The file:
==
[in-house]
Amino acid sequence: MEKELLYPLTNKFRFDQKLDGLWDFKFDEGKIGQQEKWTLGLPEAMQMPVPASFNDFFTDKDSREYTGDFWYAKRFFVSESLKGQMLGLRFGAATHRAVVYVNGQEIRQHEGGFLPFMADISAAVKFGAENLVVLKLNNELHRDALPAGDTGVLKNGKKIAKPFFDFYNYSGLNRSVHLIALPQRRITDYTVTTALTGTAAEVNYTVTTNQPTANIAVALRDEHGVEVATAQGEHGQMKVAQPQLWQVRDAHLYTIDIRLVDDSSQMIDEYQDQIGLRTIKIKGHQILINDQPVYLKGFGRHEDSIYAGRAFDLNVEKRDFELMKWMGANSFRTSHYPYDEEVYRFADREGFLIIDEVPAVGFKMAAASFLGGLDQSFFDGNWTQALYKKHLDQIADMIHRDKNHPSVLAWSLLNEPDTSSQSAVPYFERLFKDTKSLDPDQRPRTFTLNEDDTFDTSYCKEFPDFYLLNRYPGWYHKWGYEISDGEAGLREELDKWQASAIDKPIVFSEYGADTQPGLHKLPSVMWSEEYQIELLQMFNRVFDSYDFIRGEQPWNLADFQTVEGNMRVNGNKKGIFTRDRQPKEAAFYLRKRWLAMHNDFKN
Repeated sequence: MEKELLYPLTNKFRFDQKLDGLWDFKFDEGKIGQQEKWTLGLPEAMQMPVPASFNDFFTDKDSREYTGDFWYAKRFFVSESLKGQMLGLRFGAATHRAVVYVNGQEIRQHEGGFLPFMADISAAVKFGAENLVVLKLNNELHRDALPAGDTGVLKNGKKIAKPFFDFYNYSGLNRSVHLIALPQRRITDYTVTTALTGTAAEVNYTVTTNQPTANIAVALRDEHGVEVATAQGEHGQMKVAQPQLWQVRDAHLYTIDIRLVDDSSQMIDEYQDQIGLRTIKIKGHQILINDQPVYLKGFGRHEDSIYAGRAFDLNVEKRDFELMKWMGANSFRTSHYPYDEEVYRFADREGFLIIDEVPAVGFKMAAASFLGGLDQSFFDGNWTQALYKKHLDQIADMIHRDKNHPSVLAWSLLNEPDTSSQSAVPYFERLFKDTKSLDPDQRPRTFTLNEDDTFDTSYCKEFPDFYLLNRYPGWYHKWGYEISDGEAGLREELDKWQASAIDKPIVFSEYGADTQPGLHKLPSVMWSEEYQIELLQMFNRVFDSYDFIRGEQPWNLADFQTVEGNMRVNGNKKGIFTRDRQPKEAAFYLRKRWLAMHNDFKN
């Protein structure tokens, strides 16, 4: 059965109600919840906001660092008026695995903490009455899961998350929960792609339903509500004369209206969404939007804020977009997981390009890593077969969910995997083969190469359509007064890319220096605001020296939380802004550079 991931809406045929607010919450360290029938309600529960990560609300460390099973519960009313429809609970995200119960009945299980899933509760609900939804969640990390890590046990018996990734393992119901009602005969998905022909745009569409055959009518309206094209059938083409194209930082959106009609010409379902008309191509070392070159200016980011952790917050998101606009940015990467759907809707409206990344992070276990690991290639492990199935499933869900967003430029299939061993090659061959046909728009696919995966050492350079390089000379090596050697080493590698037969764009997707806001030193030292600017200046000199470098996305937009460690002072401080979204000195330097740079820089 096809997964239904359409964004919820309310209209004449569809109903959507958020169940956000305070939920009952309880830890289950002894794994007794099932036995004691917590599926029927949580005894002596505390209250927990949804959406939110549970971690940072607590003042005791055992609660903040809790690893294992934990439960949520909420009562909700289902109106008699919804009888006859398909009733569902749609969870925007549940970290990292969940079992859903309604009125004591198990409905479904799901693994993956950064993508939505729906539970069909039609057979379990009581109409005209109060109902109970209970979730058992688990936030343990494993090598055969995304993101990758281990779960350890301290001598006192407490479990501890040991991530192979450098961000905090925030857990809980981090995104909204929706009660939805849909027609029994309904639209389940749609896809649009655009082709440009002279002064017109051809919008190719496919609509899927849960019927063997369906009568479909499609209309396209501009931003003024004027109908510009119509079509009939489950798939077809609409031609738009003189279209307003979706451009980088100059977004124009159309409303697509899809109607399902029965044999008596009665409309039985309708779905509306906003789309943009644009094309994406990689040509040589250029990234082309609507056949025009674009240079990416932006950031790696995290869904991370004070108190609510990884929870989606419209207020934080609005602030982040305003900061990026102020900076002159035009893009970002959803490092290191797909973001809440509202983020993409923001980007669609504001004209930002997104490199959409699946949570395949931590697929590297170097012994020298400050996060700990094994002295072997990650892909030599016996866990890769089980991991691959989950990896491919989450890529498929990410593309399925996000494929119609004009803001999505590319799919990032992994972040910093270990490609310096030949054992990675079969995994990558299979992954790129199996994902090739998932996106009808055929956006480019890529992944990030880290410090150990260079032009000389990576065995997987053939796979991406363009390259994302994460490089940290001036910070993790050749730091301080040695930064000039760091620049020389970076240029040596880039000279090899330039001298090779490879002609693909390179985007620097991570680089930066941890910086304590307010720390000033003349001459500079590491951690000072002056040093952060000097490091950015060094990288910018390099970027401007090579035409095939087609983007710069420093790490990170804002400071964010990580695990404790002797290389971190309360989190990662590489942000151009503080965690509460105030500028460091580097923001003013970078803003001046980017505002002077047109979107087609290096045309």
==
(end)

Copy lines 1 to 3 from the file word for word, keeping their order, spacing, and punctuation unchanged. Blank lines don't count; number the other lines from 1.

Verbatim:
[in-house]
Amino acid sequence: MEKELLYPLTNKFRFDQKLDGLWDFKFDEGKIGQQEKWTLGLPEAMQMPVPASFNDFFTDKDSREYTGDFWYAKRFFVSESLKGQMLGLRFGAATHRAVVYVNGQEIRQHEGGFLPFMADISAAVKFGAENLVVLKLNNELHRDALPAGDTGVLKNGKKIAKPFFDFYNYSGLNRSVHLIALPQRRITDYTVTTALTGTAAEVNYTVTTNQPTANIAVALRDEHGVEVATAQGEHGQMKVAQPQLWQVRDAHLYTIDIRLVDDSSQMIDEYQDQIGLRTIKIKGHQILINDQPVYLKGFGRHEDSIYAGRAFDLNVEKRDFELMKWMGANSFRTSHYPYDEEVYRFADREGFLIIDEVPAVGFKMAAASFLGGLDQSFFDGNWTQALYKKHLDQIADMIHRDKNHPSVLAWSLLNEPDTSSQSAVPYFERLFKDTKSLDPDQRPRTFTLNEDDTFDTSYCKEFPDFYLLNRYPGWYHKWGYEISDGEAGLREELDKWQASAIDKPIVFSEYGADTQPGLHKLPSVMWSEEYQIELLQMFNRVFDSYDFIRGEQPWNLADFQTVEGNMRVNGNKKGIFTRDRQPKEAAFYLRKRWLAMHNDFKN
Repeated sequence: MEKELLYPLTNKFRFDQKLDGLWDFKFDEGKIGQQEKWTLGLPEAMQMPVPASFNDFFTDKDSREYTGDFWYAKRFFVSESLKGQMLGLRFGAATHRAVVYVNGQEIRQHEGGFLPFMADISAAVKFGAENLVVLKLNNELHRDALPAGDTGVLKNGKKIAKPFFDFYNYSGLNRSVHLIALPQRRITDYTVTTALTGTAAEVNYTVTTNQPTANIAVALRDEHGVEVATAQGEHGQMKVAQPQLWQVRDAHLYTIDIRLVDDSSQMIDEYQDQIGLRTIKIKGHQILINDQPVYLKGFGRHEDSIYAGRAFDLNVEKRDFELMKWMGANSFRTSHYPYDEEVYRFADREGFLIIDEVPAVGFKMAAASFLGGLDQSFFDGNWTQALYKKHLDQIADMIHRDKNHPSVLAWSLLNEPDTSSQSAVPYFERLFKDTKSLDPDQRPRTFTLNEDDTFDTSYCKEFPDFYLLNRYPGWYHKWGYEISDGEAGLREELDKWQASAIDKPIVFSEYGADTQPGLHKLPSVMWSEEYQIELLQMFNRVFDSYDFIRGEQPWNLADFQTVEGNMRVNGNKKGIFTRDRQPKEAAFYLRKRWLAMHNDFKN